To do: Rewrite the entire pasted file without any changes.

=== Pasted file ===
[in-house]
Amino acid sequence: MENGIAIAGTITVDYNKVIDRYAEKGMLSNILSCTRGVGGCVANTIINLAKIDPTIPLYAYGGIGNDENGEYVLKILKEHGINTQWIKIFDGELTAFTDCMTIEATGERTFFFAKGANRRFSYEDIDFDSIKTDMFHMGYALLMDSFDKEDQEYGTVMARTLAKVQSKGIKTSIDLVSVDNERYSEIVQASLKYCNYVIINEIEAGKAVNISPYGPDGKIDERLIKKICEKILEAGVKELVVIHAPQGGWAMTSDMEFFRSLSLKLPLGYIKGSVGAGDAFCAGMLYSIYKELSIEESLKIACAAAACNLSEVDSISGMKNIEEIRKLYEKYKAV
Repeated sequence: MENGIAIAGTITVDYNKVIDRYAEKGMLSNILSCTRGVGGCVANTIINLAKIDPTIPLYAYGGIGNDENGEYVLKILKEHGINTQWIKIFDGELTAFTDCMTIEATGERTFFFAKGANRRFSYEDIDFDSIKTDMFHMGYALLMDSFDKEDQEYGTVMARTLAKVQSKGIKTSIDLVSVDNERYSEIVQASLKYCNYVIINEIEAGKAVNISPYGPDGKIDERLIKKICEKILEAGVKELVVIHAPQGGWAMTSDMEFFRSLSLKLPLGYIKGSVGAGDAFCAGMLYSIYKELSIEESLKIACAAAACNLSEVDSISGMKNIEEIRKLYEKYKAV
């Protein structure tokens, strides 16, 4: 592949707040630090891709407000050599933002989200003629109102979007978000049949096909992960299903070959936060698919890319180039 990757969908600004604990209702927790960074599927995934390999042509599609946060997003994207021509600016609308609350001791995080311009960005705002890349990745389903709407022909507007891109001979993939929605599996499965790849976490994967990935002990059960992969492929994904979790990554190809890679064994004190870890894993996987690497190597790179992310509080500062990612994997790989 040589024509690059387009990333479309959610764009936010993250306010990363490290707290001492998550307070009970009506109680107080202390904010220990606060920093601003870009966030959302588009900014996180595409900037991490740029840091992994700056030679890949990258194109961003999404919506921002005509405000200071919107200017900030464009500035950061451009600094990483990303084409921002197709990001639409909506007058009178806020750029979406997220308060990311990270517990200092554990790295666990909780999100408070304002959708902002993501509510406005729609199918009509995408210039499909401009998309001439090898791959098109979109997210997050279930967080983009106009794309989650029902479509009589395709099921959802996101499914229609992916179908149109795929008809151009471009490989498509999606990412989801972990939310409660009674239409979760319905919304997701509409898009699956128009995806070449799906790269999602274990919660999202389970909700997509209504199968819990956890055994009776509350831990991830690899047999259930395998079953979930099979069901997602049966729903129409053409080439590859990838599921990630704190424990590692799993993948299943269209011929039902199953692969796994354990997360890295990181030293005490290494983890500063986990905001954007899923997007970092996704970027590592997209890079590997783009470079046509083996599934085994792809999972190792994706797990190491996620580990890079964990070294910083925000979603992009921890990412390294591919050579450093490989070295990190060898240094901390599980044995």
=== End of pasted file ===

[in-house]
Amino acid sequence: MENGIAIAGTITVDYNKVIDRYAEKGMLSNILSCTRGVGGCVANTIINLAKIDPTIPLYAYGGIGNDENGEYVLKILKEHGINTQWIKIFDGELTAFTDCMTIEATGERTFFFAKGANRRFSYEDIDFDSIKTDMFHMGYALLMDSFDKEDQEYGTVMARTLAKVQSKGIKTSIDLVSVDNERYSEIVQASLKYCNYVIINEIEAGKAVNISPYGPDGKIDERLIKKICEKILEAGVKELVVIHAPQGGWAMTSDMEFFRSLSLKLPLGYIKGSVGAGDAFCAGMLYSIYKELSIEESLKIACAAAACNLSEVDSISGMKNIEEIRKLYEKYKAV
Repeated sequence: MENGIAIAGTITVDYNKVIDRYAEKGMLSNILSCTRGVGGCVANTIINLAKIDPTIPLYAYGGIGNDENGEYVLKILKEHGINTQWIKIFDGELTAFTDCMTIEATGERTFFFAKGANRRFSYEDIDFDSIKTDMFHMGYALLMDSFDKEDQEYGTVMARTLAKVQSKGIKTSIDLVSVDNERYSEIVQASLKYCNYVIINEIEAGKAVNISPYGPDGKIDERLIKKICEKILEAGVKELVVIHAPQGGWAMTSDMEFFRSLSLKLPLGYIKGSVGAGDAFCAGMLYSIYKELSIEESLKIACAAAACNLSEVDSISGMKNIEEIRKLYEKYKAV
């Protein structure tokens, strides 16, 4: 592949707040630090891709407000050599933002989200003629109102979007978000049949096909992960299903070959936060698919890319180039 990757969908600004604990209702927790960074599927995934390999042509599609946060997003994207021509600016609308609350001791995080311009960005705002890349990745389903709407022909507007891109001979993939929605599996499965790849976490994967990935002990059960992969492929994904979790990554190809890679064994004190870890894993996987690497190597790179992310509080500062990612994997790989 040589024509690059387009990333479309959610764009936010993250306010990363490290707290001492998550307070009970009506109680107080202390904010220990606060920093601003870009966030959302588009900014996180595409900037991490740029840091992994700056030679890949990258194109961003999404919506921002005509405000200071919107200017900030464009500035950061451009600094990483990303084409921002197709990001639409909506007058009178806020750029979406997220308060990311990270517990200092554990790295666990909780999100408070304002959708902002993501509510406005729609199918009509995408210039499909401009998309001439090898791959098109979109997210997050279930967080983009106009794309989650029902479509009589395709099921959802996101499914229609992916179908149109795929008809151009471009490989498509999606990412989801972990939310409660009674239409979760319905919304997701509409898009699956128009995806070449799906790269999602274990919660999202389970909700997509209504199968819990956890055994009776509350831990991830690899047999259930395998079953979930099979069901997602049966729903129409053409080439590859990838599921990630704190424990590692799993993948299943269209011929039902199953692969796994354990997360890295990181030293005490290494983890500063986990905001954007899923997007970092996704970027590592997209890079590997783009470079046509083996599934085994792809999972190792994706797990190491996620580990890079964990070294910083925000979603992009921890990412390294591919050579450093490989070295990190060898240094901390599980044995």